If you missed step 1 in this series you can read it here.
Now that you have all of your plants removed, it’s time for step 2 of wintering your garden.
It’s time to till up your garden beds. We use a low-till method on our homestead. This means we don’t till so deep that we disturb the natural order of the soil, but we till just enough to break up clumps and aerate this soil. The soil needs to be smooth enough for worms to tunnel through and break up organic matter.
If you prefer a no-till method when winterizing your garden, you can skip this step and move onto adding organic matter. We use a moderate tiller. It’s a handheld tiller that works on gas. I’m not strong enough to control it, so my husband does the tilling around here. Ours has two sets of tilling blades. Depending on the width of ground you’re planning to disturb, you may want to remove one set of tilling tines if your space is small. We keep all of them on for a full turnover.
One action to take when winterizing your garden is to hand pick any root balls out. The tiller will bring much to the surface. We pull these out by hand and put them in the compost or burn pile. Some of these are from plants and others are just plain weeds. My husband makes his way up and down the rows until the entire garden is turned over.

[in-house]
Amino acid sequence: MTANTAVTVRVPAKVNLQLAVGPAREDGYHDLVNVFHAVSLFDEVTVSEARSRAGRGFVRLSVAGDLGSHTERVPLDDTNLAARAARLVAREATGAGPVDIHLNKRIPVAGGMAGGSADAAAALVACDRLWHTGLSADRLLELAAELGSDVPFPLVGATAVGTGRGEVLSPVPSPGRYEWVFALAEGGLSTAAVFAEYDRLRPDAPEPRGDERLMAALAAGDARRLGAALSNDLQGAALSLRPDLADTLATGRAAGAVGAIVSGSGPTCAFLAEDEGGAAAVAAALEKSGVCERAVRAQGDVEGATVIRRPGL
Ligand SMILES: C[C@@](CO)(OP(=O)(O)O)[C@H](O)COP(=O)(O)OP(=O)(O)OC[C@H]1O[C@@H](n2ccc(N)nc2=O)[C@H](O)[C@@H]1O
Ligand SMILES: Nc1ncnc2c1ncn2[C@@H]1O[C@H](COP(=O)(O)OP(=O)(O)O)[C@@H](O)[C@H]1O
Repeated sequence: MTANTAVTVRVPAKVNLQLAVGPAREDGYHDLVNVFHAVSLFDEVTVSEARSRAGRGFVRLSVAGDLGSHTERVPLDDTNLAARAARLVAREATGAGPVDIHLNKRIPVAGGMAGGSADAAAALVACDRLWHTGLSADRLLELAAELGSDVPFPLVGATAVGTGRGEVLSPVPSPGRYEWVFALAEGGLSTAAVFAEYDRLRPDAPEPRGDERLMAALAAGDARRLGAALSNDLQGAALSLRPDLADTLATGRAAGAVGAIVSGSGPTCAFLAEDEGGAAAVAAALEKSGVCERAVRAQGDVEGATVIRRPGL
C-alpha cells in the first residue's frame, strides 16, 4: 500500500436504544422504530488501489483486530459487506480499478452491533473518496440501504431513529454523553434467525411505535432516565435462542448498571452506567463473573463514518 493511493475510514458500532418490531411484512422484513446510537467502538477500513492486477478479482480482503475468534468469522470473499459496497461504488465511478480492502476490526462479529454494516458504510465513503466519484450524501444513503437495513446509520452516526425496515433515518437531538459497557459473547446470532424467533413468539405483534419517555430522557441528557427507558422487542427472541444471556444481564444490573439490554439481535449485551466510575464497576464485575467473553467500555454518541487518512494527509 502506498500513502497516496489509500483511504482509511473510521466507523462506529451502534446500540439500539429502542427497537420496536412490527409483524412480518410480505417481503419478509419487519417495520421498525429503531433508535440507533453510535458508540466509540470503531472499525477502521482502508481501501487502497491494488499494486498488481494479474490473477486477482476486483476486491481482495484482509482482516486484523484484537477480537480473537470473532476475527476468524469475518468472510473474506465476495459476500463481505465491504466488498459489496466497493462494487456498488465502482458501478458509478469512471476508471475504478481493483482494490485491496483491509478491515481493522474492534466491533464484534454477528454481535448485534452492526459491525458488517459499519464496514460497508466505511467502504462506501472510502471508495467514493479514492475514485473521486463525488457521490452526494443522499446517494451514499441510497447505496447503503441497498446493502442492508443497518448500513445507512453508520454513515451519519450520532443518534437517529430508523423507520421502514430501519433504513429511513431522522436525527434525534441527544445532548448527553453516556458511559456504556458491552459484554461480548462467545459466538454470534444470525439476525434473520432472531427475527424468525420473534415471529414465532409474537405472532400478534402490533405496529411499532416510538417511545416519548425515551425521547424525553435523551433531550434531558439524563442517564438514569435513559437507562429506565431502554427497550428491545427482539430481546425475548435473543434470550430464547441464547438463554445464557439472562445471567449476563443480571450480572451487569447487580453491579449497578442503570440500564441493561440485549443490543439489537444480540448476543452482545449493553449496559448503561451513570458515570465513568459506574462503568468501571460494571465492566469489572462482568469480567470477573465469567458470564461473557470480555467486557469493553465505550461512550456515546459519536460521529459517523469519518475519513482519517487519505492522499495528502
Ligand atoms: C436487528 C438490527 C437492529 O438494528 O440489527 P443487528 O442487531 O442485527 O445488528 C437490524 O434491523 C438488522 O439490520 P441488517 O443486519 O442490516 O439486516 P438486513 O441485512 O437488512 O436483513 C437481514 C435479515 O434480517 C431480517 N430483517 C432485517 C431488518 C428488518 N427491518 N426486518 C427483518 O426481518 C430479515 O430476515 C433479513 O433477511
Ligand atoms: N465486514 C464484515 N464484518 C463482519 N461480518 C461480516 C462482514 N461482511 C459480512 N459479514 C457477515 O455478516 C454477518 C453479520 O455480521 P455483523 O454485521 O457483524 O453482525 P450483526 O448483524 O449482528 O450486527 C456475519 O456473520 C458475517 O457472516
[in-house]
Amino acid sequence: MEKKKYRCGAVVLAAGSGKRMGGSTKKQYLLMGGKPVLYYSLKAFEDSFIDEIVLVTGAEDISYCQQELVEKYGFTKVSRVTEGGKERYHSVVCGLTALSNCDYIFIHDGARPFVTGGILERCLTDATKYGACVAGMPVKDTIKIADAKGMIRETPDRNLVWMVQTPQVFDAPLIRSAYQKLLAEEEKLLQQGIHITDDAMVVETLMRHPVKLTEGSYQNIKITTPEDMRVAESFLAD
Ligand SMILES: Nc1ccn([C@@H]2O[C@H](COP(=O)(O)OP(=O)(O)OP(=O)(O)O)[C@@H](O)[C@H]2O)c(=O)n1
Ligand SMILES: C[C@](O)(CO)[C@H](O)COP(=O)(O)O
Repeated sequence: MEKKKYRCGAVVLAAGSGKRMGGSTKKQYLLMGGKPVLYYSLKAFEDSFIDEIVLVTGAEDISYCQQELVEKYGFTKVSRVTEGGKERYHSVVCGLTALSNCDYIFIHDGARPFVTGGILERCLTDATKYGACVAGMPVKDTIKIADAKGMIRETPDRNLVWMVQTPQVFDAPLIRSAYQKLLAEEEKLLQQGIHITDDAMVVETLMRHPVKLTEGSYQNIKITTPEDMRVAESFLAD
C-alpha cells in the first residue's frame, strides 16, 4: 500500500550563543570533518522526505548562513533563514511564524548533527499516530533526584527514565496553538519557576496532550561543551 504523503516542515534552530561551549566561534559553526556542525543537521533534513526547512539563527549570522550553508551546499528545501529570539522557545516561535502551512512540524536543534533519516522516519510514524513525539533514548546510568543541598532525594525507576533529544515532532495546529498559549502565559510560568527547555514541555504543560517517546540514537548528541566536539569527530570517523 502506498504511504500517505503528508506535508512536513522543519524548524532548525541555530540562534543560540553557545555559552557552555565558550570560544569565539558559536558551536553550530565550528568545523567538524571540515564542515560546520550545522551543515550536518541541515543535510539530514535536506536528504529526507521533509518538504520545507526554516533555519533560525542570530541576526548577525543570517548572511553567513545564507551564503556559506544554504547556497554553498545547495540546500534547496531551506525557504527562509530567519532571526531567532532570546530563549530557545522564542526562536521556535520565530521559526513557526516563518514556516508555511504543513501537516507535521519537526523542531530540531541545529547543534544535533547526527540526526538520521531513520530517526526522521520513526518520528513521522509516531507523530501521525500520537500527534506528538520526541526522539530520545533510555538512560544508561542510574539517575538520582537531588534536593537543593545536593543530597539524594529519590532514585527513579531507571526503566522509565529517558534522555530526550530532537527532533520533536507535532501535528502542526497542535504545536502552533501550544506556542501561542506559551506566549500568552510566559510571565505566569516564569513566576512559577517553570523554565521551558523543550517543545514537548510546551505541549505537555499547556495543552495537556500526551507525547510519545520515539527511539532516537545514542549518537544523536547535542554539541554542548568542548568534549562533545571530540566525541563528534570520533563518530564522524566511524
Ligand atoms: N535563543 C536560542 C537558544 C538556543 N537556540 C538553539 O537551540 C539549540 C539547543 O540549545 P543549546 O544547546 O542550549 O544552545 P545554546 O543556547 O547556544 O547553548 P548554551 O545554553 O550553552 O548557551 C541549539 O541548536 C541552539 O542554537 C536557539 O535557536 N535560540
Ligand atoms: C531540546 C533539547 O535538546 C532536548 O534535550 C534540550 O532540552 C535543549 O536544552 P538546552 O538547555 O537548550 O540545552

Once all of the roots and weeds are free from the garden, it’s time to add organic matter.
I’m in the compost bin. I am shoveling out all of the organic matter we’ve stirred all summer. As I push it into the garden, my husband tills it in. Some of it has broken down completely, other parts have not. We put it all in the garden and start our compost pile over again each fall.
It will take all winter for organic matter to break down and replenish the nutrients in your soil. So be sure you add as much as you can. Once you have tilled in your organic matter, it’s time to top of your garden soil. In our next article, we will discuss what to put on top of your garden for winterizing and what a cover crop is and if you should plant one.
~Until next time,
Question: Do you add organic matter to your gardens in the fall?